Overseas governments are getting tougher with manufacturers and producers of products and packaging. But New Zealand is lagging behind. Marty Hoffart sketched the arguments for change at the recent WasteMINZ Conference. He says there is no reason why a container deposit scheme could not be introduced here.
In this country, we currently consume 2.23 billion beverage containers each year. A report by environmental consultants Envision NZ says about 60 percent of them go to landfill. That means we dump two Boeing 747 jumbo jets worth in landfills every day. That’s almost a billion containers a year. The report says a 10 cent deposit on beverage containers would create 2400 new jobs, double our recycling rates and add $45 million to the economy annually.
While others introduce mandatory product stewardship schemes to ensure producers take responsibility for everything they make and sell, our country hasn’t done anything much. Banning single use plastic bags earlier this year was a positive step. But we still have no regulation to deal with scrap tyres, electronic waste or beverage containers. As a nation we may be talking about it, but, so far, there’s been no action.
Associate Environment Minister Eugenie Sage has been quoted as saying New Zealanders are rubbish at recycling. She’s also pointed out we are the 10th worst nation in the world for urban waste disposal, right near the bottom of 195 countries.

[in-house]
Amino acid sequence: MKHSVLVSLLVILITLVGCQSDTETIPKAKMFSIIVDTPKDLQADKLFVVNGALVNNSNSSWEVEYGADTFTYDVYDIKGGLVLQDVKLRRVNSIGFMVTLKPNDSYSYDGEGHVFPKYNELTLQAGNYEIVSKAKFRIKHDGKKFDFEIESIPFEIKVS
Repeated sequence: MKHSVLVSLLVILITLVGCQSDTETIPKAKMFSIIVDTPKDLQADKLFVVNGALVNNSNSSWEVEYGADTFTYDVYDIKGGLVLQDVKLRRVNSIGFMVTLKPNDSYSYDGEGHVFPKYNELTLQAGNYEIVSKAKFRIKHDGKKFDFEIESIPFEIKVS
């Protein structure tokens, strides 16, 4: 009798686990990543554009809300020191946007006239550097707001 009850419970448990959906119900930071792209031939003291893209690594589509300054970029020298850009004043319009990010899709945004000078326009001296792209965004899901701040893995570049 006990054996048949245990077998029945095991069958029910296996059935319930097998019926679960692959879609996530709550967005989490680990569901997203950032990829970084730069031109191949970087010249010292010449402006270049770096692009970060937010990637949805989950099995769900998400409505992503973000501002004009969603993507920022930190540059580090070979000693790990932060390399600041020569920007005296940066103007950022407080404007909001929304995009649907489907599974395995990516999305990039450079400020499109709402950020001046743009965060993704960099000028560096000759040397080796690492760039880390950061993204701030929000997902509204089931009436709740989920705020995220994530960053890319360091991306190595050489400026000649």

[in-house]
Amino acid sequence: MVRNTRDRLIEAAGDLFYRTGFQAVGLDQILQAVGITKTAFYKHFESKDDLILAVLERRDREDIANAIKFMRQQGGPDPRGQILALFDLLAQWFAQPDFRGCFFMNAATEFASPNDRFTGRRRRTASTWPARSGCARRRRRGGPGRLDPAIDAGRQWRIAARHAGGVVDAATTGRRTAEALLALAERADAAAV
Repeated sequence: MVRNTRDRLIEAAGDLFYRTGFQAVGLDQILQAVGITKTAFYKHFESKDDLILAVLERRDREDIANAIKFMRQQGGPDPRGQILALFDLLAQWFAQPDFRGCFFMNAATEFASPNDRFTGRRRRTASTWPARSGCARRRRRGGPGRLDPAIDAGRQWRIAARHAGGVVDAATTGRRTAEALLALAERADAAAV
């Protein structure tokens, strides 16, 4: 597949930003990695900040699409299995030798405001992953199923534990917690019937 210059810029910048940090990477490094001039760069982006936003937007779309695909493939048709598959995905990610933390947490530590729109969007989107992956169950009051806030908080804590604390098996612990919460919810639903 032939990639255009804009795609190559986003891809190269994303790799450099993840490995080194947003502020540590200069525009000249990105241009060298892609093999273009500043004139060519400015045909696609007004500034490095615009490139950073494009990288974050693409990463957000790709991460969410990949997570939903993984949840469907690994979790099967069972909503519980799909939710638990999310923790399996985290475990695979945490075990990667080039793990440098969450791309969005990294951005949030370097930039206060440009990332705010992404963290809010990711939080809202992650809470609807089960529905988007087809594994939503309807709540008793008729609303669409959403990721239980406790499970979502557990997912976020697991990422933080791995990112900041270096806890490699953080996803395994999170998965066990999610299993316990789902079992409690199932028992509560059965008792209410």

Last year, a United Nations-commissioned report named and shamed our country for its poor record on recycling electronic waste. The International Telecommunications Union (ITU) singled out New Zealand and Australia, saying “they together produced the highest volumes of e-waste in the world”, while noting they had “among the lowest documented rates for recycling”.
Even if we have the appearance of kerbside recycling bins in front of every home, when it comes to recycling beverage containers, our story is not much better.
What is CDS?
A container deposit system (CDS) adds a refundable deposit to the price of each container, to encourage people to return their empty beverage containers. The containers can then be recycled or refilled. International research shows these systems work best when they include all beverage companies and all container types, from about 300 millilitres to three litres. They should be introduced and regulated by government.
What happens to the containers?